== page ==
It is the ratio of operating expenses to ASKM, an indicator of unit costs.
Daily Aircraft Utilization/hr:
 Ratio of the number of aircraftsutilized to the number of operating hours- indicator of the effectiveness of fleet utilization by the airline.
Break Even Seat Factor:
Ratio of Unit Cost to Yield. It signifies theaverage number of seats an airlineneeds to sell to cover its operating costs,indicator of operating margins.
Financial Standing and FutureTrends
In the aftermath of the financial crisis,Indians reported a sharp drop in airtravel. Fuel prices were on the rise and sowere costs. All together, Indian airlineslost an estimated $2 bn in the 2009financial year. Kingfisher and Jetpostponed the delivery of new planes andleased out or sold off surplus planes.But things have changeD since.Indian carriers are now regaining altitude. This year, barring February,traffic has grown at an average of 20% year-or-year in 2010 so far. In July 2010the year on year growth in domestic airpassenger traffic growth slowedmarginally to 13.64%, following the endof the peak travel season.Passenger loads are at a healthy 78 percent, from 65 per cent during the crisis.Low-cost carriers are doing even better,with passenger load factors ranging between 85 to 90%. At industry level,both the ASKM and RPKM have beenon the rise. While most airlines were suffering lossesthrough 2009, things are now starting tolook up. While Kingfisher narrowed itsfirst quarter losses to Rs. 1.87bn from Rs.2.37bn last year, Jet Airways evenreported a small profit of Rs.35.2m in thefirst quarter of the current financial year,compared to a loss of Rs.2.25bn at thesame time last year. For Jet, domesticoperations accounted for 44% of totalrevenues (or USD 285.1 million) andgrew by 23.8% year-on-year in thequarter.
Both Jet airways and Jet connecthave now broken even on seat factor andpassenger load factor. Even SpiceJet’s firstquarter net profit more than doubled toUS 11.8 million in the three monthsended Jun-2010.If the expected projection by Boeing of afuture average growth rate of 8.4% forSouth Asia’s Aviation Market for the nextdecade materialises, it would translateinto a $ 130bn market for around 1150planes for the next decade. With suchoptimistic projections, expansion plans of several airlines are in place. While Jet’sChairman, Naresh Goyal, recentlyannounced that Jet plans to expand itscapacity by 10-15% by adding another 5planes to its fleet, SpiceJet announcedthat it has ordered 30 Boeing planes fordelivery from 2014 for $2.7bn.
Growth drivers
The factors contributing to the air trafficgrowth may be broadly classified intoeconomic and policy factors. Entry of low cost carriers, rise in disposableincome--expected to increase at anaverage of 8.5% p.a. till 2015, the 300mstrong middle class, increased FDIinflows, surging tourist inflow, increasedcargo movement, strong business growthand supporting government policies arethe major drivers for the growth of aviation sector in India.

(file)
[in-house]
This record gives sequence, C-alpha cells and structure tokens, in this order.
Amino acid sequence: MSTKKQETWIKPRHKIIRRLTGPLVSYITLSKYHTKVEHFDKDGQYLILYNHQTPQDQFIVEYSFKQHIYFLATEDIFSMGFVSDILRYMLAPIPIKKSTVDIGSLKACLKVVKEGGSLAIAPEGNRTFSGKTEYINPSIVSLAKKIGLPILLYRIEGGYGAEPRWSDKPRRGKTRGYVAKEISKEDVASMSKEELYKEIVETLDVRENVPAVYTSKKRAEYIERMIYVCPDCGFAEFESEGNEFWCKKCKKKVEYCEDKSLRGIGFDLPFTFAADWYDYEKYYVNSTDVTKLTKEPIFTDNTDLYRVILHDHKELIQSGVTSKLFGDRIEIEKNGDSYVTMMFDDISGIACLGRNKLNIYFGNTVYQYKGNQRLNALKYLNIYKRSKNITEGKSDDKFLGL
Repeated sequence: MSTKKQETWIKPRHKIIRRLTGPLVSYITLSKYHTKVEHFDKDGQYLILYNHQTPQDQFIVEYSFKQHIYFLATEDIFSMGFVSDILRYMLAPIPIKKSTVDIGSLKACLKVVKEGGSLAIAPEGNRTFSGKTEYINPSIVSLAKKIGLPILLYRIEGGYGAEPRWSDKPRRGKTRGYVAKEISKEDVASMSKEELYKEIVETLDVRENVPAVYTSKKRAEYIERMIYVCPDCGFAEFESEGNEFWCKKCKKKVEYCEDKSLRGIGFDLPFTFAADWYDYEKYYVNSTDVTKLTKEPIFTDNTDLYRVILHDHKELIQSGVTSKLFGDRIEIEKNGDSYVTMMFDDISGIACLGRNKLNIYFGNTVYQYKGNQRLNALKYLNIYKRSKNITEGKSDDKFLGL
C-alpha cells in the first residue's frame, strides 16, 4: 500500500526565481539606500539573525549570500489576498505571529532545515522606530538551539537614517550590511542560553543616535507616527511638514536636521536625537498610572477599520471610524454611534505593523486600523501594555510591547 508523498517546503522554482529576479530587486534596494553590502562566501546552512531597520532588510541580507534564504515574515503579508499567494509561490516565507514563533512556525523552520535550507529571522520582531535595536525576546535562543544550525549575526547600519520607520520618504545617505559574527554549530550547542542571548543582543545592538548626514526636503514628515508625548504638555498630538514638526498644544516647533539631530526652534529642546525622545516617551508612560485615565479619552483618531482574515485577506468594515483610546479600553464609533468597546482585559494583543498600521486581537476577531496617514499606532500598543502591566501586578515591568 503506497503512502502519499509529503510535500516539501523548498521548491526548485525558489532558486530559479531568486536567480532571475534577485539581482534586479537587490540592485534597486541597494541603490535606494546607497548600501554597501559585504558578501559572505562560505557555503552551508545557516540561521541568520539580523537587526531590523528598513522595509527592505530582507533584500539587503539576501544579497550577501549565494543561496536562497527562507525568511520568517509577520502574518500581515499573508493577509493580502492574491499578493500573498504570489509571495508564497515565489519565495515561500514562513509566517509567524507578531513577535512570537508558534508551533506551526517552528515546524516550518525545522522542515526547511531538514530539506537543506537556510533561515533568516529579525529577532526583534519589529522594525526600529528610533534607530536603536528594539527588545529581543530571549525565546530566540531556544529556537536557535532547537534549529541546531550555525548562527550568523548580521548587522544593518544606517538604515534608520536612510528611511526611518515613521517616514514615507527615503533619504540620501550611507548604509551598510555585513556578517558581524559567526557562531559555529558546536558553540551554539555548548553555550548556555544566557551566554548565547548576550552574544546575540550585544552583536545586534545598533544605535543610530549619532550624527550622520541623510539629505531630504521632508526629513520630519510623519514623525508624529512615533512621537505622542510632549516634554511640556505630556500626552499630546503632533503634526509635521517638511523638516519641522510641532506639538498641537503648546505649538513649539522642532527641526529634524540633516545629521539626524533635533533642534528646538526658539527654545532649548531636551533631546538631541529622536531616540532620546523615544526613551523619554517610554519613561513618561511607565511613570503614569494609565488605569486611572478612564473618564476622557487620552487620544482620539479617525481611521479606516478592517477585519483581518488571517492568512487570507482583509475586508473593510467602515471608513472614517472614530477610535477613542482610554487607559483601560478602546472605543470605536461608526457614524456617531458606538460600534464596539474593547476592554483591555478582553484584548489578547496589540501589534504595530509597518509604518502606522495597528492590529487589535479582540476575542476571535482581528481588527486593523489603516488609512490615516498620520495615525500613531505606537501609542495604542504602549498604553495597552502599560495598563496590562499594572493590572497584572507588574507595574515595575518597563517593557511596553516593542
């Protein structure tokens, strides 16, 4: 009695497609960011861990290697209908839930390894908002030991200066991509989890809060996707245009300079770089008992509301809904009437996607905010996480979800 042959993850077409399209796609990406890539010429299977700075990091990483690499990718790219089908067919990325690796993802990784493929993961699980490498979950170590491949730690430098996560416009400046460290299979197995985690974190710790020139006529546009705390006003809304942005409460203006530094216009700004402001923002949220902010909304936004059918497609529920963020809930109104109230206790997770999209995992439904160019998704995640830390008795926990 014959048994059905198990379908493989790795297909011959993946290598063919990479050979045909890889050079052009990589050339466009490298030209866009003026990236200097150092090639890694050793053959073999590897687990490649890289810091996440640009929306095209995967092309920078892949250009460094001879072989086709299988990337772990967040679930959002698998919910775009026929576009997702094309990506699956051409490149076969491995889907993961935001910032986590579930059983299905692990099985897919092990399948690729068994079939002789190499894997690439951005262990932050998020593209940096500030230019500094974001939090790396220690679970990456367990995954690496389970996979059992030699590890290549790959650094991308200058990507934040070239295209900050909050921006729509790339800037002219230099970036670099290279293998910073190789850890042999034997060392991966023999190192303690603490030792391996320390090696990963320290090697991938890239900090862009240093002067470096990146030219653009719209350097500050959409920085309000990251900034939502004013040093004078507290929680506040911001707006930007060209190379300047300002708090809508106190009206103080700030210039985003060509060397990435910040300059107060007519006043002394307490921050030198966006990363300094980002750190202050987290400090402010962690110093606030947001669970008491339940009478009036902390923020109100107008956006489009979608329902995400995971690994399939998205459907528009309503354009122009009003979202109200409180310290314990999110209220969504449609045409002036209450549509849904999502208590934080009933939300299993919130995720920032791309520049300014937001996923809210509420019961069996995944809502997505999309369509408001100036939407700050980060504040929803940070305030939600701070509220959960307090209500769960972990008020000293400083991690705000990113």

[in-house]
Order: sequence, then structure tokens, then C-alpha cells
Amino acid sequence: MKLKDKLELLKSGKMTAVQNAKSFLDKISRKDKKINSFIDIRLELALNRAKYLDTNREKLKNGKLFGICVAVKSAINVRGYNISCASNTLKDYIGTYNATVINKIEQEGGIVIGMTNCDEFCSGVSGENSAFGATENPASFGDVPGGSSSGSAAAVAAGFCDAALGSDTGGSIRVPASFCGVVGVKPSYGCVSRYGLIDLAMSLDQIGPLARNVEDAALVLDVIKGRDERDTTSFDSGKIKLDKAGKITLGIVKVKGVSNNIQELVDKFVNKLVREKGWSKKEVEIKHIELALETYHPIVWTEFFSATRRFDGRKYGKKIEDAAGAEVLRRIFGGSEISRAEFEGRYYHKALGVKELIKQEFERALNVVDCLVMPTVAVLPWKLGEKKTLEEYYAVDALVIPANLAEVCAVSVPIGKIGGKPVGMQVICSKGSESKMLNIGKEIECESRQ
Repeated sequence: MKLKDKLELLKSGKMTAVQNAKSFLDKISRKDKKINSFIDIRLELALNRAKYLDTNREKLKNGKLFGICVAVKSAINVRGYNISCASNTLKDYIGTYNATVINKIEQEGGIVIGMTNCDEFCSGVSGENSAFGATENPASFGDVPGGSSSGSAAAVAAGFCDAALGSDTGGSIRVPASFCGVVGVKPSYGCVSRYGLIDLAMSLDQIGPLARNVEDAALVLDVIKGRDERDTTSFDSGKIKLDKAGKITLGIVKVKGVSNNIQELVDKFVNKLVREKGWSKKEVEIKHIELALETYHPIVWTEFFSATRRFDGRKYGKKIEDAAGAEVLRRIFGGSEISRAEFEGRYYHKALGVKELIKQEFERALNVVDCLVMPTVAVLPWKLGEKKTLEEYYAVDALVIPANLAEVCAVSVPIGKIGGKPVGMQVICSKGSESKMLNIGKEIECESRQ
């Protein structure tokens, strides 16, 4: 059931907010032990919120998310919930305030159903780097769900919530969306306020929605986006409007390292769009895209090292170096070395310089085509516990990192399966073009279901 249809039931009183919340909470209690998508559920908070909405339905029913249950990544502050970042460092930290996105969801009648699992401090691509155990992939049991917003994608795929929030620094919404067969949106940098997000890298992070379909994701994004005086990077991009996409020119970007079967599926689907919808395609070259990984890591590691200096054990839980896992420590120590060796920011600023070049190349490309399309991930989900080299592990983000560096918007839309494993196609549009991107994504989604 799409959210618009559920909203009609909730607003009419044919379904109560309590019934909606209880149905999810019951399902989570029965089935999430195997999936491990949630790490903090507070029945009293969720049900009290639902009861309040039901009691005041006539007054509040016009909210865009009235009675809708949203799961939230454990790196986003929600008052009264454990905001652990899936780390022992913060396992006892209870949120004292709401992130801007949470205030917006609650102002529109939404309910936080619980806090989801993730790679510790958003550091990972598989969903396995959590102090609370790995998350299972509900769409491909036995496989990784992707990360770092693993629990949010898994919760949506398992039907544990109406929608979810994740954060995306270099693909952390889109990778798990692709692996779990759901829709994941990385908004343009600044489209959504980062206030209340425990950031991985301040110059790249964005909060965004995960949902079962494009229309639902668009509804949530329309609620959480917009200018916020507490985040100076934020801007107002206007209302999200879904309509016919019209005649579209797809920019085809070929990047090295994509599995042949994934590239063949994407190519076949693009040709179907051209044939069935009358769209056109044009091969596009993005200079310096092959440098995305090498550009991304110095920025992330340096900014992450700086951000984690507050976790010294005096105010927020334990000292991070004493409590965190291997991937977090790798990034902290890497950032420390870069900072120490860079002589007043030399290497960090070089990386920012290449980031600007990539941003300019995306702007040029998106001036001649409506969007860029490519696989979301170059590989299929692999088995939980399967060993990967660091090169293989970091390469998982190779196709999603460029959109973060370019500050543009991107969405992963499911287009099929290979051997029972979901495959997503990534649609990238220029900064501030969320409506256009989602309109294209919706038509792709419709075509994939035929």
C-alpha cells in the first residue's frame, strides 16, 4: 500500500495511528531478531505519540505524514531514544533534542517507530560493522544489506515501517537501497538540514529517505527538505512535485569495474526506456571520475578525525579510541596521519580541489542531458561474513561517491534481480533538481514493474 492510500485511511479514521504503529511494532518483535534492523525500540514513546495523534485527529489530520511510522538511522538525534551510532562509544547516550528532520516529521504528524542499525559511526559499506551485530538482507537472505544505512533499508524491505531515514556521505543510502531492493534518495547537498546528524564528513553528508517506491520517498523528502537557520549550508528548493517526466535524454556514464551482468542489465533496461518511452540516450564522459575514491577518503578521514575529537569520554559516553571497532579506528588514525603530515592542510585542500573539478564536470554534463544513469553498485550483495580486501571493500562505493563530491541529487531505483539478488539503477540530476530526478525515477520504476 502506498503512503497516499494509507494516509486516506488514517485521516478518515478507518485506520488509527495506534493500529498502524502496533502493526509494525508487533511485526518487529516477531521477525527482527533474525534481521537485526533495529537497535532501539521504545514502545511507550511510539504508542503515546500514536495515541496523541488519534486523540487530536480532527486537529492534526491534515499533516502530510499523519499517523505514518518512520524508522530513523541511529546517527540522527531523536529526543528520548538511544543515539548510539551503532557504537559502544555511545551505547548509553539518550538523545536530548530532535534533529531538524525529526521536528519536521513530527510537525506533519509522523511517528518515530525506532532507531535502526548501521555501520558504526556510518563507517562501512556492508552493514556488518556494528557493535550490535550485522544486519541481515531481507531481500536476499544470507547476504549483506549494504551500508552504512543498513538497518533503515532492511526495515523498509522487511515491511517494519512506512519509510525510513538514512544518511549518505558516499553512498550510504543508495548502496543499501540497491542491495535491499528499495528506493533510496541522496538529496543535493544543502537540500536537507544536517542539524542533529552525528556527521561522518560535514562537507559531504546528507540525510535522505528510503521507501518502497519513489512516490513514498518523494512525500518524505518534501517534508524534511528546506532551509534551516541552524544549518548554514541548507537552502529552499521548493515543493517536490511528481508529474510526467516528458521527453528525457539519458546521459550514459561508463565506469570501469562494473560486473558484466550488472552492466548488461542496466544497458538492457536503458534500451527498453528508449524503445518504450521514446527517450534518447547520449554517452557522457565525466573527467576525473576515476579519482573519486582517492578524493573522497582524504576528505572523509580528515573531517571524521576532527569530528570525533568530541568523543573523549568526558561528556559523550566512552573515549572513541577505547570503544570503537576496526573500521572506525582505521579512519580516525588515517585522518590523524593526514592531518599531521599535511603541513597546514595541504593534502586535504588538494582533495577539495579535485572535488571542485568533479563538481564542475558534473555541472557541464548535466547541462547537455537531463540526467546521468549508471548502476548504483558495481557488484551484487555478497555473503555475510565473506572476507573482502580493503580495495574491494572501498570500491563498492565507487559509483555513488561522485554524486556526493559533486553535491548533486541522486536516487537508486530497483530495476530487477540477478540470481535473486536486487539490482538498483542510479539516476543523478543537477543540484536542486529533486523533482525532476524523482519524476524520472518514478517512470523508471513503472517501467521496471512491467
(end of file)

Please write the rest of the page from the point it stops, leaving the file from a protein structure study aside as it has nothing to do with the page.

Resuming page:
Regulatory Trends
 At present, the domestic air transportpolicy debars foreign airlines from equityparticipation in the companies formed fordomestic air transportation. The policyallows participation of foreignindividual/companies up to 40 per centand the participation of Non-ResidentIndians (NRIs) / Overseas CorporateBodies (OCBs) up to 100 per cent in thedomestic air transport services. The issuerelating to permitting foreign airlinesequity investment in companies formedfor domestic operations is being reconsidered by the Government at thebehest of both international and Indianplayers interested in strategic alliances.Moreover, overall increase in the foreignequity limit in domestic airlinesoperations may also be considered with a view to attracting new technology andmanagement expertise.The foreign equity limit in theinternational services is 26 per cent. Inorder to attract investment in this sector,the possibility of increase in foreignequity participation may also beconsidered.The Government approved the FDIlimits in the civil aviation sector which areexpected to bring in more foreigninvestments to the sector. This includesupto 49% on automatic route and upto100% for NRI in air transport servicessubject to no direct or indirectparticipation by foreign airlines; upto74% on automatic route for non-scheduled airlines, chartered airlines andcargo airlines and up to 100% for NRIssubject to no direct or indirectparticipation by foreign airlines in non-scheduled and chartered airlines; upto74% for ground handling services and upto 100% for NRIs on
utomatic routesubject to sectoral regulations andsecurity clearance; and upto 100% onautomatic route for maintenance andrepair organisations,flying training institutes, technical training institutionsand helicopter/seaplane services.Current regulations also requiredomestic airlines to operate for at least 5 years and operate a minimum fleet size of 20 aircraft before being permitted tooperate on international routes.